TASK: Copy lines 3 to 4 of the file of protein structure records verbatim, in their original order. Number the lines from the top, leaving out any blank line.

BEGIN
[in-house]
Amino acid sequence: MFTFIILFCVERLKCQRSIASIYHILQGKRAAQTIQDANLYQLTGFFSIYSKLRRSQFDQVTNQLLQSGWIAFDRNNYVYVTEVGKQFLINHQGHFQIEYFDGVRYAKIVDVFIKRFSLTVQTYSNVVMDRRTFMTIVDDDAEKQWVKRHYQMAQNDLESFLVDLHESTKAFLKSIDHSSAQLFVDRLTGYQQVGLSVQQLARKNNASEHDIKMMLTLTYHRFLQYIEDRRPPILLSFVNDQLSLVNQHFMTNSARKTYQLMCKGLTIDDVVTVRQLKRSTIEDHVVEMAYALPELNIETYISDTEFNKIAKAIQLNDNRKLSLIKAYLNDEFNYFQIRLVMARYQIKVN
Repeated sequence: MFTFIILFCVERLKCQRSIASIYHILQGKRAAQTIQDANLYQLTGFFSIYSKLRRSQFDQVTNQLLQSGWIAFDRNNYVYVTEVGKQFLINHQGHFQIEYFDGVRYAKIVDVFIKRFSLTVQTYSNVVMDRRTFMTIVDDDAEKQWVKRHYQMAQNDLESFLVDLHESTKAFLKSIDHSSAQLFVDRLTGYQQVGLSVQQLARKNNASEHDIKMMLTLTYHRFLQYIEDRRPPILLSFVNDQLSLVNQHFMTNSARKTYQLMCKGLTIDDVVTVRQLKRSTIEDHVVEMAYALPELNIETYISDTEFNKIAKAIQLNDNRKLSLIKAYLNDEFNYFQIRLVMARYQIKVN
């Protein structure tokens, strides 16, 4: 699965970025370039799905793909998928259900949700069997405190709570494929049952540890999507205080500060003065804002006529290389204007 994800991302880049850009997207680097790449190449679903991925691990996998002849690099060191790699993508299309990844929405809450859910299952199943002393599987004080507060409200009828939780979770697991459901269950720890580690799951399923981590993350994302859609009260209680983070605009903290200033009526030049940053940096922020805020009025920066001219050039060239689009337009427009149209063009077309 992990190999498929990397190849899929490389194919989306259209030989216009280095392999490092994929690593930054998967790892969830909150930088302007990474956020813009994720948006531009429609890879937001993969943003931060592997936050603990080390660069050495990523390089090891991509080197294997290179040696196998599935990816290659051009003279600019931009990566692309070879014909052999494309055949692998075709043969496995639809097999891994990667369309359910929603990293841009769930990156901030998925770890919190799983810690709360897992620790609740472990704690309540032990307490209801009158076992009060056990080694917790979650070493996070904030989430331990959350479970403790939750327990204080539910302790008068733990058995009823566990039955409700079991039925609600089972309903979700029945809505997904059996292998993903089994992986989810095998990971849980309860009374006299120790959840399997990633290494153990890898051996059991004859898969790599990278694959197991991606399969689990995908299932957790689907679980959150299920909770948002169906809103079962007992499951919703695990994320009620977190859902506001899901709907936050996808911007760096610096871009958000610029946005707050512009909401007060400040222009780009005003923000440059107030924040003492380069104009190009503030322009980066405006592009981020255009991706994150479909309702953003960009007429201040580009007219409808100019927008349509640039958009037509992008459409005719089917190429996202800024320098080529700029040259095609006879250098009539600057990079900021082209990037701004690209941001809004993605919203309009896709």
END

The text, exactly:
Repeated sequence: MFTFIILFCVERLKCQRSIASIYHILQGKRAAQTIQDANLYQLTGFFSIYSKLRRSQFDQVTNQLLQSGWIAFDRNNYVYVTEVGKQFLINHQGHFQIEYFDGVRYAKIVDVFIKRFSLTVQTYSNVVMDRRTFMTIVDDDAEKQWVKRHYQMAQNDLESFLVDLHESTKAFLKSIDHSSAQLFVDRLTGYQQVGLSVQQLARKNNASEHDIKMMLTLTYHRFLQYIEDRRPPILLSFVNDQLSLVNQHFMTNSARKTYQLMCKGLTIDDVVTVRQLKRSTIEDHVVEMAYALPELNIETYISDTEFNKIAKAIQLNDNRKLSLIKAYLNDEFNYFQIRLVMARYQIKVN
């Protein structure tokens, strides 16, 4: 699965970025370039799905793909998928259900949700069997405190709570494929049952540890999507205080500060003065804002006529290389204007 994800991302880049850009997207680097790449190449679903991925691990996998002849690099060191790699993508299309990844929405809450859910299952199943002393599987004080507060409200009828939780979770697991459901269950720890580690799951399923981590993350994302859609009260209680983070605009903290200033009526030049940053940096922020805020009025920066001219050039060239689009337009427009149209063009077309 992990190999498929990397190849899929490389194919989306259209030989216009280095392999490092994929690593930054998967790892969830909150930088302007990474956020813009994720948006531009429609890879937001993969943003931060592997936050603990080390660069050495990523390089090891991509080197294997290179040696196998599935990816290659051009003279600019931009990566692309070879014909052999494309055949692998075709043969496995639809097999891994990667369309359910929603990293841009769930990156901030998925770890919190799983810690709360897992620790609740472990704690309540032990307490209801009158076992009060056990080694917790979650070493996070904030989430331990959350479970403790939750327990204080539910302790008068733990058995009823566990039955409700079991039925609600089972309903979700029945809505997904059996292998993903089994992986989810095998990971849980309860009374006299120790959840399997990633290494153990890898051996059991004859898969790599990278694959197991991606399969689990995908299932957790689907679980959150299920909770948002169906809103079962007992499951919703695990994320009620977190859902506001899901709907936050996808911007760096610096871009958000610029946005707050512009909401007060400040222009780009005003923000440059107030924040003492380069104009190009503030322009980066405006592009981020255009991706994150479909309702953003960009007429201040580009007219409808100019927008349509640039958009037509992008459409005719089917190429996202800024320098080529700029040259095609006879250098009539600057990079900021082209990037701004690209941001809004993605919203309009896709």